“Women are like goats. It’s like . . . Well, reasoning with a woman is like sitting down to a friendly game of dice. Only the woman refuses to acknowledge the basic bloody rules of the game. A man, he’ll cheat you – but he’ll do it honestly. He’ll use loaded dice, so that you think you’re losing by chance. And if you aren’t clever enough to spot what he’s doing, then maybe he deserves to take your coin. And that’s that. A woman, though, she’ll sit down to that same game and she’ll smile, and act like she’s going to play. Only when it’s her turn to throw, she’ll toss a pair of her own dice that are blank on all six sides. Not a single pip showing. She’ll inspect the throw, then she’ll look up at you and say, ‘clearly I just won.’ Now, you’ll scratch your head and look at the dice. Then you’ll look up at her, then down at the dice again ‘But there aren’t any pips on these dice’ you’ll say.” ‘Yes there are,’ she’ll say. ‘And both dice rolled a one.’ ‘That’s exactly the number you need to win,’ you’ll say. ‘What a coincidence,’ she’ll reply, then begin to scoop up your coins. And you’ll sit there, trying to wrap your head ’bout what just happened. And you’ll realise something. A pair of ones isn’t the winning throw! Not when you threw a six on your turn. That means she needed a pair of twos instead! Excitedly you’ll explain what you’ve discovered. Only then do you know what she’ll do?”
“No idea, Mat.”
“Then she’ll reach over and rub the blank faces of her dice. And then, with a perfectly straight face, she’ll say, ‘I’m sorry. There was a spot of dirt on the dice. Clearly you’ll see they actually came up as twos!’ And she’ll believe it. She’ll bloody believe it!”
“Only that’s not the end of it!” “I had presumed it wouldn’t be Mat.” “She scoops up all of your coins. And then every other wonam in the room will come over and congratulate her on throwing that pair of twos! The more you complain, the more those bloody women will join in the argument. You’ll be outnumbered in a moment, and each of those women will explain to you how those dice clearly read twos, and how you really need to stop behaving like a child. Every single flaming one of them will see the twos! even the prudish woman who has hated your woman from birth – since your woman’s granny stole the other woman’s granny’s honeycake recipe when they were both maids – that woman will side against you.”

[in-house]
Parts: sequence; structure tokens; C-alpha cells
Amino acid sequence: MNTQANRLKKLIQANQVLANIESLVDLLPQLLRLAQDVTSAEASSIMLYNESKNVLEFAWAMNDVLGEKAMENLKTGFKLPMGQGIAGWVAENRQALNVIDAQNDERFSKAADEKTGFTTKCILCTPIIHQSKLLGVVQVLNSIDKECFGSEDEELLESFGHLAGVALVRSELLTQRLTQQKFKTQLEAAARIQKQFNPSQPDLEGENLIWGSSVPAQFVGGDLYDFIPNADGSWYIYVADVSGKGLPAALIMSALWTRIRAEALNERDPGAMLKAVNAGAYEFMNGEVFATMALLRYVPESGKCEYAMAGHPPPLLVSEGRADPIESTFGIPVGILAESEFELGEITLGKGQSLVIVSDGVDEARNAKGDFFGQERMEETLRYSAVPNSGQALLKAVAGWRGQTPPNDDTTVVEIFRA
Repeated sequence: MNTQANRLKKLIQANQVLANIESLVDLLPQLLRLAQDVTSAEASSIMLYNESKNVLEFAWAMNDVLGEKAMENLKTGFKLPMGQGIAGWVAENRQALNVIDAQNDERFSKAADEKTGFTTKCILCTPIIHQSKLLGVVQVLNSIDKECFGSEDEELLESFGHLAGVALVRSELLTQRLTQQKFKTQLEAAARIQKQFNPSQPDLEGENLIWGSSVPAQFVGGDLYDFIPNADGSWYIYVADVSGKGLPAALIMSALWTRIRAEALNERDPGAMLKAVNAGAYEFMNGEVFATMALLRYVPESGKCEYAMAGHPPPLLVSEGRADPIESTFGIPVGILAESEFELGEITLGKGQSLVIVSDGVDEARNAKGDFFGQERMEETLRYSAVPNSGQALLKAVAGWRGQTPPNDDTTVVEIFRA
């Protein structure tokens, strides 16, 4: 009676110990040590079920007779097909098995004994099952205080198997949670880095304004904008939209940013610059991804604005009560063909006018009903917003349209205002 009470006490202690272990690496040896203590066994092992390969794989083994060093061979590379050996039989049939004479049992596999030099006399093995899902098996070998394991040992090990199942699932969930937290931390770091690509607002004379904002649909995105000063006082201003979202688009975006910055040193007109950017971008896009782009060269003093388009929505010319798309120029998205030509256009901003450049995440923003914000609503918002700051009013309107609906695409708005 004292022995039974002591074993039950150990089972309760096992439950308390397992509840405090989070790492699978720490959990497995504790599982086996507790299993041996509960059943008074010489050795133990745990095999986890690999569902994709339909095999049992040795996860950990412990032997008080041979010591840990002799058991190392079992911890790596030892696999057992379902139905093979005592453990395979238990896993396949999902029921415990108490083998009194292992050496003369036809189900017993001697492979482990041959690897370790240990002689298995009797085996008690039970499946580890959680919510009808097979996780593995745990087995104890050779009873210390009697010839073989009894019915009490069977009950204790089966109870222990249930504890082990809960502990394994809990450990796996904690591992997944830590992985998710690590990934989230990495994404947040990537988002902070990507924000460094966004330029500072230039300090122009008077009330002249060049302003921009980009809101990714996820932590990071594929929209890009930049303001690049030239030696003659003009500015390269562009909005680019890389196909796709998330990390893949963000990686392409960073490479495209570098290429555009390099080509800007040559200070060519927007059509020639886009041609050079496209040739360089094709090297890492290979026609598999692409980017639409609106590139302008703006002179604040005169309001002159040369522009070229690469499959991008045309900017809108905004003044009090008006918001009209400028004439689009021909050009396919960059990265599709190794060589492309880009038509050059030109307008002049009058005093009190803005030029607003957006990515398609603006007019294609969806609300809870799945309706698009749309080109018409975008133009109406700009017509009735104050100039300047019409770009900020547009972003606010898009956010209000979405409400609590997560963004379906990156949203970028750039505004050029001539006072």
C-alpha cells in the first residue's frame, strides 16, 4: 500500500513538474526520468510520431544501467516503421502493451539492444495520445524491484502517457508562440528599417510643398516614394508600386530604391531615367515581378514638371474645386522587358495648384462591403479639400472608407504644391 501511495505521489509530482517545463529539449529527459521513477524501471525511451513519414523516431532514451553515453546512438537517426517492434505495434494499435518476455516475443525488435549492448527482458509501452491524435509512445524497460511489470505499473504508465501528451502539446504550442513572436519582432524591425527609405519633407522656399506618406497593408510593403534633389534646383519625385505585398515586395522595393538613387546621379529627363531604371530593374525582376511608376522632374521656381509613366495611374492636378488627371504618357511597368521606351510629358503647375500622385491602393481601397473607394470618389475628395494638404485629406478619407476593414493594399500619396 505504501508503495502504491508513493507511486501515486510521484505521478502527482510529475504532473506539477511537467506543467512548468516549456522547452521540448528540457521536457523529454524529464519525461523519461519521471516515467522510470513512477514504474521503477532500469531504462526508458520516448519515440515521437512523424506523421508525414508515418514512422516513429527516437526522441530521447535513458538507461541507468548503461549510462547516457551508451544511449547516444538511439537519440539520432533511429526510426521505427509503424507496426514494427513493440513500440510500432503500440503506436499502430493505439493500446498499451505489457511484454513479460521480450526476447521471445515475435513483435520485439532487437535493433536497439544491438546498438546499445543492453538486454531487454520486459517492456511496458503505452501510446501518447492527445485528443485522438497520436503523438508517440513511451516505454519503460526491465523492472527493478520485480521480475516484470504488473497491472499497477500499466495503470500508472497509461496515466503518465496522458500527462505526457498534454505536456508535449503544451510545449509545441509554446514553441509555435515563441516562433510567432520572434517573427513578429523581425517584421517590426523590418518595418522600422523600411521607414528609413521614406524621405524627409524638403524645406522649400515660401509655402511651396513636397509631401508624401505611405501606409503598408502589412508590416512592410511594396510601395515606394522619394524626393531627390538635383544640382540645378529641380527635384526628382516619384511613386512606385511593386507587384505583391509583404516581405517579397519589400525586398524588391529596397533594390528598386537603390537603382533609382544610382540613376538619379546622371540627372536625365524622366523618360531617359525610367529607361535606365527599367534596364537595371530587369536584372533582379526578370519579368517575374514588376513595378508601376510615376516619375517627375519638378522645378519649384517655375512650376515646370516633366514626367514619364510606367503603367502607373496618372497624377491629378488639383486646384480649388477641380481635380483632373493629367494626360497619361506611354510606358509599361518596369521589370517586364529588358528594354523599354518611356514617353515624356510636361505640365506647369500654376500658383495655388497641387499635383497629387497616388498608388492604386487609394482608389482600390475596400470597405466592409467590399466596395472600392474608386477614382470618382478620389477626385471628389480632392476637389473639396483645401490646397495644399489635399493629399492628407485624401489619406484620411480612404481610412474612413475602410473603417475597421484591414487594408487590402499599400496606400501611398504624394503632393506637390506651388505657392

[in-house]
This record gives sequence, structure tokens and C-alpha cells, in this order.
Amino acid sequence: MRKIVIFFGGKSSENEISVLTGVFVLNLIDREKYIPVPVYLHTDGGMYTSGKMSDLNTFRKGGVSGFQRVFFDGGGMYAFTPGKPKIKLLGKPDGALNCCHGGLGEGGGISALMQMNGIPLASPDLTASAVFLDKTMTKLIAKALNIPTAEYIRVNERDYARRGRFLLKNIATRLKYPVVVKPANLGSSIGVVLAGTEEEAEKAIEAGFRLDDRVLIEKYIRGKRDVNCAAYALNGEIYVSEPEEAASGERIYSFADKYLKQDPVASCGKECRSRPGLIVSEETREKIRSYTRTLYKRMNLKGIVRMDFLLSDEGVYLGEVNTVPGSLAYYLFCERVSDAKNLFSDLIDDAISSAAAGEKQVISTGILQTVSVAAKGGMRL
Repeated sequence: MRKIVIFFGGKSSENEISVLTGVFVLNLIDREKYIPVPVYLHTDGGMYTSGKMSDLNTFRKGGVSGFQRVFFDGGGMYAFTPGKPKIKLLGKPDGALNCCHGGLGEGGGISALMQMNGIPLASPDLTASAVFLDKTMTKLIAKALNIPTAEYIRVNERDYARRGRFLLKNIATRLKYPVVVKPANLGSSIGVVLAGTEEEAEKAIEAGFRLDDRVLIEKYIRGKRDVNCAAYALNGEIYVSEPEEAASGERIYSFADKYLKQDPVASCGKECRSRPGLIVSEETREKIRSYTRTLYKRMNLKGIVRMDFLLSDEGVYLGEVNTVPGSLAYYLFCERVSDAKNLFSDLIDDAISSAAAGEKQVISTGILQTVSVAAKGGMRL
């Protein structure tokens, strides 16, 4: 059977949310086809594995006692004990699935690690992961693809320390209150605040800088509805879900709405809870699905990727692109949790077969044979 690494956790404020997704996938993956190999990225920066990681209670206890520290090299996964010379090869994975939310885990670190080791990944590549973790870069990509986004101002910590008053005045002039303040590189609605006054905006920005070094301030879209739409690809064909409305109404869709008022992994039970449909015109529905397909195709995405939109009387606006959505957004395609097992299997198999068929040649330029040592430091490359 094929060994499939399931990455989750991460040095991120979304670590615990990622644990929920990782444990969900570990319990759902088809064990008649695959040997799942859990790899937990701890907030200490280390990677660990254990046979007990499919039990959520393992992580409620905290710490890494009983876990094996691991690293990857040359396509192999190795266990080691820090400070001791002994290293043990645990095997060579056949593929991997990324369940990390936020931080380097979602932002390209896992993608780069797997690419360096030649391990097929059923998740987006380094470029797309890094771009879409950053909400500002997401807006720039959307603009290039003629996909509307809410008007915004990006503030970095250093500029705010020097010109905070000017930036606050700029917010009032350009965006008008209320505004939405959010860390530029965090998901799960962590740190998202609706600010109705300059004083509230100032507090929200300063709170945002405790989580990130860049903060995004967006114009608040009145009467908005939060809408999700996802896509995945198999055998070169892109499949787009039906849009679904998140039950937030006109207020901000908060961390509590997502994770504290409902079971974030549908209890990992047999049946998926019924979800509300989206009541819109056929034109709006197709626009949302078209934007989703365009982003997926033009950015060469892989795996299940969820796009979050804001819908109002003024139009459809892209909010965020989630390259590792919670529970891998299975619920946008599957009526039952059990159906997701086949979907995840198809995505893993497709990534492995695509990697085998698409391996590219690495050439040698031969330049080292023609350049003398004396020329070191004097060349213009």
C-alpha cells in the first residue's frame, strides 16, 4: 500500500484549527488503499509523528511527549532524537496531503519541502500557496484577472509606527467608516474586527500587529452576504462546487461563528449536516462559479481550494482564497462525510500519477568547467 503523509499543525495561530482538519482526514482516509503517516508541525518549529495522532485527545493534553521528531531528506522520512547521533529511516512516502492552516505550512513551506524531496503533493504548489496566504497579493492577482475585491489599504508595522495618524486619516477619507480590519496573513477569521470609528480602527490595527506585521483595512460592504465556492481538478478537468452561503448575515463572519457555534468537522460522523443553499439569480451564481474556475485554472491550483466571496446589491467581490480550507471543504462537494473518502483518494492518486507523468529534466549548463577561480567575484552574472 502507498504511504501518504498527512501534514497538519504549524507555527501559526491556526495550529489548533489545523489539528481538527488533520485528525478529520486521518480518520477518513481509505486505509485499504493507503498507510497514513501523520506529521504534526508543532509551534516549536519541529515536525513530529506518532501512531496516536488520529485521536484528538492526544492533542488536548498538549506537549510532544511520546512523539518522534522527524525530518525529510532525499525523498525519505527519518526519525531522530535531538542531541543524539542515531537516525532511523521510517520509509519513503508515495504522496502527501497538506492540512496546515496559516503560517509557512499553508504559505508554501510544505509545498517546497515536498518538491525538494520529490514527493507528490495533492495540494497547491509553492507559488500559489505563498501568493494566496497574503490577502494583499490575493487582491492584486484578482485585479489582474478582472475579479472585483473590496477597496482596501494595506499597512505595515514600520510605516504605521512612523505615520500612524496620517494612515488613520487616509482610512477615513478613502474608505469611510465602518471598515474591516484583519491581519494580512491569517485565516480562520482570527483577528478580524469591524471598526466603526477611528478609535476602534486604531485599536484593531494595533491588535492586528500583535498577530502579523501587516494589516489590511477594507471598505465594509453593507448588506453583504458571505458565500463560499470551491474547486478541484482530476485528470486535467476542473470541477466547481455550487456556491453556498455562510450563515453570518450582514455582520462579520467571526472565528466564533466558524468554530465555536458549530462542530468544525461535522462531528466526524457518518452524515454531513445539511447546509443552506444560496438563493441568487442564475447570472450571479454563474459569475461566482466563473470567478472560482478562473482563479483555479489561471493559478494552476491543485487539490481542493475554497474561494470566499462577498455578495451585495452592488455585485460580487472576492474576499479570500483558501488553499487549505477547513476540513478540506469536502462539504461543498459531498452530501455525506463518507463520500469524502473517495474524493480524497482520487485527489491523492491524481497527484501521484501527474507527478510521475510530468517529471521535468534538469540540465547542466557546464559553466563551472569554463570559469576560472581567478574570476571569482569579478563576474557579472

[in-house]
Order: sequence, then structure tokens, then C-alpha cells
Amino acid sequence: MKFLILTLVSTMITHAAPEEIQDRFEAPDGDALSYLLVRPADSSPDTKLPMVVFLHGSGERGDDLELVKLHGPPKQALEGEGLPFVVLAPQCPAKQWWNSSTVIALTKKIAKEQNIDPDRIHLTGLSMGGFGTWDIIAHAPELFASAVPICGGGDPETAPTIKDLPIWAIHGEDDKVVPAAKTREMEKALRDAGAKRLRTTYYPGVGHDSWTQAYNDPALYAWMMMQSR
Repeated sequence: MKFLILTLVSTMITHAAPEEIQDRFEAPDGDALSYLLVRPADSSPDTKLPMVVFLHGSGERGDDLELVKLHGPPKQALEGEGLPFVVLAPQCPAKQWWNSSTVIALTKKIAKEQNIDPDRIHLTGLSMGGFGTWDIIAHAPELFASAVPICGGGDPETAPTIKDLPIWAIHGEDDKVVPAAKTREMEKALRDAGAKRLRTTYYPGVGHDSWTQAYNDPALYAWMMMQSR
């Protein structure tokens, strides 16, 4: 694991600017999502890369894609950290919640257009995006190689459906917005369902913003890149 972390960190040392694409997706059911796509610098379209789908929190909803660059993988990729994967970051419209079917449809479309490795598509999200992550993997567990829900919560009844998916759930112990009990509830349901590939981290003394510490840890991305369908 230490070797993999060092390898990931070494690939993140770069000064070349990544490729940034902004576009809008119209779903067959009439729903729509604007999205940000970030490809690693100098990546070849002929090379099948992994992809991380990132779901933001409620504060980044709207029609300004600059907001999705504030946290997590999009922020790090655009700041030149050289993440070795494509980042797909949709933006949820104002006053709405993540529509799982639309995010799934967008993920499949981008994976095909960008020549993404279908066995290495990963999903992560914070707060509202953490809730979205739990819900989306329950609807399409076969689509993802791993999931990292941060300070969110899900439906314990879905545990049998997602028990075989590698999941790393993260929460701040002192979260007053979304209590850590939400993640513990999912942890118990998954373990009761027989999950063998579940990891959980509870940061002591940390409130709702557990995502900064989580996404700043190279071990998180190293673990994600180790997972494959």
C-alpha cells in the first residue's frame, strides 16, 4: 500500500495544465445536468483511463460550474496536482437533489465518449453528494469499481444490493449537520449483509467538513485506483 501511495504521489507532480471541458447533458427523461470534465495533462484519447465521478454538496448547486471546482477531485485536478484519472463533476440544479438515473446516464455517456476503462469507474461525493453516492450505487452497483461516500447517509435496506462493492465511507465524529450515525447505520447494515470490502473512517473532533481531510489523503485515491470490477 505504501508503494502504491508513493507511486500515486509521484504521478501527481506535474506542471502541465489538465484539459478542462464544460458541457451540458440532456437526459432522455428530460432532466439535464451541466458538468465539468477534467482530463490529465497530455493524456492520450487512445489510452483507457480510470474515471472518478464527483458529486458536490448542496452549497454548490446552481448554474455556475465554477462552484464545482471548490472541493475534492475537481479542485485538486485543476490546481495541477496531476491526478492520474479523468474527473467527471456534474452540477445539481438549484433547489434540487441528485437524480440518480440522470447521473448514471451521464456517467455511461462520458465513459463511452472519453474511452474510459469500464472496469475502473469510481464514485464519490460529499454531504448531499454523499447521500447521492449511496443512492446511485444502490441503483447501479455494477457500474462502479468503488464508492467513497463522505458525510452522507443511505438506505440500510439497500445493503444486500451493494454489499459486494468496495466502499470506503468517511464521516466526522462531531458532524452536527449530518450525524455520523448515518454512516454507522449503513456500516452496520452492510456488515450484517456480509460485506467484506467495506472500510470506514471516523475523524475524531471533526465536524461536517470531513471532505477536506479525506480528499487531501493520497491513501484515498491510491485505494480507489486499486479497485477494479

“They’re nefarious creatures indeed.”
“By the time they’re done, you’ll be left with no coin, several lists worth of errands to run and what clothing to wear and a splitting headache. You’ll sit there and stare at the table and begin to wonder, just maybe, if those dice didn’t read twos after all. If only to preserve what’s left of your sanity. That’s what it’s like to reason with a woman, I tell you.”
- Mat Cauthon to Talmanes – The Gathering Storm, book twelve of The Wheel of Time – Robert Jordan
Wandering through the bookstore and stumbling across new and wonderful literary adventures is one of mine and Jeff’s favorite ways to spend time. More than a few times we have gone for a quick bite to eat and then spent two or more hours just perusing the shelves looking for a new book. When I was a girl, I used to dream of having a library like the one in Disney’s Beauty and the Beast. Now that I know just how expensive books and shelves are… I think I’ll settle with a small, robust, private collection. Jeff and I were on one of our literary dates this evening and I picked up an old favorite – The Phantom Tollbooth. It’s a book aimed at sixth graders, but my niece is coming over this weekend and I thought it might be nice to start reading to her. She won’t appreciate it until she’s older, but perhaps she’ll enjoy the adventure.